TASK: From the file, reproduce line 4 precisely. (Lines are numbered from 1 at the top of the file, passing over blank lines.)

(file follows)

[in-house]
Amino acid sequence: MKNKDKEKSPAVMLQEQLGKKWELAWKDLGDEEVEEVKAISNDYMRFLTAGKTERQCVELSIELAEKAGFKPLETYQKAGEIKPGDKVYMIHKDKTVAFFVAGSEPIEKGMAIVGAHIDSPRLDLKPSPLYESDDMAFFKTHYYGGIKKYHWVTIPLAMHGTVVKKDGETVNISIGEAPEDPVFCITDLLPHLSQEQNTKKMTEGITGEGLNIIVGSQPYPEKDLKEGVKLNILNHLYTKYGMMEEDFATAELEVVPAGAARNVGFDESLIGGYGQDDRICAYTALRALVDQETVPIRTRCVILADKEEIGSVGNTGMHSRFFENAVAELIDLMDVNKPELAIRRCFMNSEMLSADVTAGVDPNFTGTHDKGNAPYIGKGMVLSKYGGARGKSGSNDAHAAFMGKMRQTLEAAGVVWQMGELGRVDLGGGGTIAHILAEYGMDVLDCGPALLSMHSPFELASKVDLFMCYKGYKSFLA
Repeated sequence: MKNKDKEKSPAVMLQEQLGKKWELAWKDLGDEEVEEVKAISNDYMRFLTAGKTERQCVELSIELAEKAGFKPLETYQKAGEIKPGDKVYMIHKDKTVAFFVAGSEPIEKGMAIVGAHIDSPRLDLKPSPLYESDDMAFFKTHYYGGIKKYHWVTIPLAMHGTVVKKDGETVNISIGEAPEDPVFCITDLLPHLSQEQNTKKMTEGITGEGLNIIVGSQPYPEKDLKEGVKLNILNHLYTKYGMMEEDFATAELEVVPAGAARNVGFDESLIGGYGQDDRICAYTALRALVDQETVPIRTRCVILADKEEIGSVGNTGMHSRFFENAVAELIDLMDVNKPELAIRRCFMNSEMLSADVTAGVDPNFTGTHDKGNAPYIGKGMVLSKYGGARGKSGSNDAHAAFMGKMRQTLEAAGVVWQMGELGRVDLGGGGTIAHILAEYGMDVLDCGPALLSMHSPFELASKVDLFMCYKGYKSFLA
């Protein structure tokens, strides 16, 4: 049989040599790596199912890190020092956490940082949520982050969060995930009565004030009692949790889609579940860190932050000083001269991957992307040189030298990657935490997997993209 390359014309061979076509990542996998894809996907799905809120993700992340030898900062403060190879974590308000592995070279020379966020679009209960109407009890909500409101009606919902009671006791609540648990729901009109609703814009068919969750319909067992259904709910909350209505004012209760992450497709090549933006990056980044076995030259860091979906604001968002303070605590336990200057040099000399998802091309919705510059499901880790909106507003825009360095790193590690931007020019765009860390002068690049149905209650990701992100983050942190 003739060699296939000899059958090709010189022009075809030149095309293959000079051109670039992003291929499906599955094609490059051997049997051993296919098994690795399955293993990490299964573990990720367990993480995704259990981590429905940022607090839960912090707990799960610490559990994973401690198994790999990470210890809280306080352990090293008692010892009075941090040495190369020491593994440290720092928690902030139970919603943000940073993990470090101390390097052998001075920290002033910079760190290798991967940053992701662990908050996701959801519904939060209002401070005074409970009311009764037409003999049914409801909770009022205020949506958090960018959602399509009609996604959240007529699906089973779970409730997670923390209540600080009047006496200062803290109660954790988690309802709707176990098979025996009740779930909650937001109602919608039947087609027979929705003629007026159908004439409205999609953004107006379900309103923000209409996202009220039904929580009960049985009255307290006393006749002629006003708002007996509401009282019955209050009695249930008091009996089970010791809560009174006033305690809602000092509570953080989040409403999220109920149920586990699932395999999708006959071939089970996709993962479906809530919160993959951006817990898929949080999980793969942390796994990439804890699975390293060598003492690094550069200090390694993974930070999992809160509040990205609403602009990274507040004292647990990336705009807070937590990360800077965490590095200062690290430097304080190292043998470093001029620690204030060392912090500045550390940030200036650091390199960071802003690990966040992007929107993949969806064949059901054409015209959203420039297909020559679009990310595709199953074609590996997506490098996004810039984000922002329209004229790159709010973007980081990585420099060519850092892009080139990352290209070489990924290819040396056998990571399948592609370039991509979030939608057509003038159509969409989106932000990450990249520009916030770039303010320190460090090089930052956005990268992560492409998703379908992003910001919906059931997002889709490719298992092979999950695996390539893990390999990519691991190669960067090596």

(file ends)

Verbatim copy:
């Protein structure tokens, strides 16, 4: 049989040599790596199912890190020092956490940082949520982050969060995930009565004030009692949790889609579940860190932050000083001269991957992307040189030298990657935490997997993209 390359014309061979076509990542996998894809996907799905809120993700992340030898900062403060190879974590308000592995070279020379966020679009209960109407009890909500409101009606919902009671006791609540648990729901009109609703814009068919969750319909067992259904709910909350209505004012209760992450497709090549933006990056980044076995030259860091979906604001968002303070605590336990200057040099000399998802091309919705510059499901880790909106507003825009360095790193590690931007020019765009860390002068690049149905209650990701992100983050942190 003739060699296939000899059958090709010189022009075809030149095309293959000079051109670039992003291929499906599955094609490059051997049997051993296919098994690795399955293993990490299964573990990720367990993480995704259990981590429905940022607090839960912090707990799960610490559990994973401690198994790999990470210890809280306080352990090293008692010892009075941090040495190369020491593994440290720092928690902030139970919603943000940073993990470090101390390097052998001075920290002033910079760190290798991967940053992701662990908050996701959801519904939060209002401070005074409970009311009764037409003999049914409801909770009022205020949506958090960018959602399509009609996604959240007529699906089973779970409730997670923390209540600080009047006496200062803290109660954790988690309802709707176990098979025996009740779930909650937001109602919608039947087609027979929705003629007026159908004439409205999609953004107006379900309103923000209409996202009220039904929580009960049985009255307290006393006749002629006003708002007996509401009282019955209050009695249930008091009996089970010791809560009174006033305690809602000092509570953080989040409403999220109920149920586990699932395999999708006959071939089970996709993962479906809530919160993959951006817990898929949080999980793969942390796994990439804890699975390293060598003492690094550069200090390694993974930070999992809160509040990205609403602009990274507040004292647990990336705009807070937590990360800077965490590095200062690290430097304080190292043998470093001029620690204030060392912090500045550390940030200036650091390199960071802003690990966040992007929107993949969806064949059901054409015209959203420039297909020559679009990310595709199953074609590996997506490098996004810039984000922002329209004229790159709010973007980081990585420099060519850092892009080139990352290209070489990924290819040396056998990571399948592609370039991509979030939608057509003038159509969409989106932000990450990249520009916030770039303010320190460090090089930052956005990268992560492409998703379908992003910001919906059931997002889709490719298992092979999950695996390539893990390999990519691991190669960067090596």